An extraordinary new regulation was recently proposed by the Department of Environmental Protection (DEP). It would supersede existing laws and regulations and allow the department to approve waivers of strict compliance with its rules “to address situations where rules conflict, or a rule is unduly burdensome in specific application, or a net environmental benefit would be realized, or a public emergency exists.”
According to the summary, this action was taken to implement the “Common Sense Principles”” announced in Governor Chris Christie’s 2010 Executive Order No. 2. Its goal is to avoid those limited circumstances where “strict compliance with a rule or provision of a rule can lead to an unreasonable, unfair, or unintended result.”
There is very little in this proposed waiver, however, that exhibits common sense—at least to me.
As someone who spent a fair number of years writing legislation, and then writing and enforcing environmental rules, I am keenly aware that some laws specifically authorize regulators to grant waivers from strict compliance (usually under specific statutory criteria). Both the Pinelands Protection Act and the Highlands Water Policy and Protection Act are examples of laws that authorize waivers of strict compliance.
Most other environmental laws, though, provide no such authorization, despite the laundry list of statutes cited in the administration’s proposed waiver rule as authority for this unprecedented action.
I believe there are serious legal questions as to whether the DEP may give itself the authority to supersede both laws and regulations, and then decide on its own who needs to comply with its rules, and who doesn’t. To do so makes a mockery of the regulatory process, and deprives the public of any meaningful opportunity to comment on individual waiver decisions.
If the agency believes that some of the provisions of its rules are too burdensome with too little public benefit, it would be more intellectually honest to identify those provisions and propose specific revisions. This would allow all stakeholders — the regulated community as well as the public — an opportunity to weigh in on the advantages or disadvantages of these specific rule changes.
There is another very pragmatic reason to follow legal procedures here. Whether the DEP realizes it or not, once this rule is adopted, all bets will be off in terms of willing compliance by the regulated community.
As anyone who has ever been a teacher, parent or supervisor can tell you, the likely result of enforcing the rules some of the time, with some people, under some circumstances, even with the best of intentions, will only be chaos and anarchy, as even the most responsible people quickly learn that it just does not pay to play by the rules.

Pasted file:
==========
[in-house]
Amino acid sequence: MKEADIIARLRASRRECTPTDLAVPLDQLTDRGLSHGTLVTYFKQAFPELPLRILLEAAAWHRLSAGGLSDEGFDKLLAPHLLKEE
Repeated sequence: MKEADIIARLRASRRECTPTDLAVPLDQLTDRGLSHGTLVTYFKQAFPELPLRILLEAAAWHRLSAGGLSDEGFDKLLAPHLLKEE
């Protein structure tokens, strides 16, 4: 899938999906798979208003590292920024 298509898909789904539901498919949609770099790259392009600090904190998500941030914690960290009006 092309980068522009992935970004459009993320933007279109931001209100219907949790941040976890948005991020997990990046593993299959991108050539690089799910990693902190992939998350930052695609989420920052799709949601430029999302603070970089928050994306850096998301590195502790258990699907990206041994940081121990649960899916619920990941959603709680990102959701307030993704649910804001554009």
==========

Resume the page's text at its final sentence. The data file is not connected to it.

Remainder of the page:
I have to wonder: Why would future permit DEP applicants not ask for waivers? They have nothing to lose, and potentially everything to gain, by pleading their case be exempted, especially since they can be sure their competitors will be doing exactly that.
Has anyone considered what this will do to the DEP’s workload, especially with its shrinking budget and smaller staff? Will this really streamline the permitting process and nurture the budding economic recovery? And how many lawsuits will result from disgruntled applicants complaining that others received waivers, but they did not? Or from communities, organizations or individuals who counted on the DEP actually enforcing its rules to protect their environment, only to find that protection waived?
And what happens to the responsible recent or future applicants who actually did or are still willing to strictly comply with the rules as written? Do we really want to go down any of these roads?
Frankly, if the Christie Administration has identified regulatory provisions that it believes are overly burdensome and not in the public interest, it has other, more appropriate, legal options to deal with this situation. The DEP, like virtually any regulatory agency, has fairly wide discretion in how it interprets its own rules in the permitting process, and even broader discretion when it comes to enforcement.
Christie, as a former prosecutor, knows full well what “prosecutorial discretion” is all about. And while reasonable people can (and probably will) disagree on how that discretion may be exercised, that option has almost always provided wide latitude to resolve conflicting rules, avoid truly inappropriate results, and adjust policies in the short term while rules are officially modified, with notice and opportunity to be heard, as required by the Administrative Procedure Act.
What the agency cannot, and should not, do is to ignore both statutory and case law and start issuing waivers that it has no authority to grant. That is not how our society “of laws and not of men” works.
All of us — from permit applicants, DEP staff, members of the public, interest groups, the DEP commissioner, members of the legislature, and even the governor — are supposed to play by the rules, and not just ignore or waive them when it is inconvenient or we believe that compliance is not appropriate.
There is simply no common sense in this proposal that is apparent to me, but it does suggest an alarming disrespect for the law, as well as a curious naivete about the chaos that will likely result from playing fast and loose with the rules.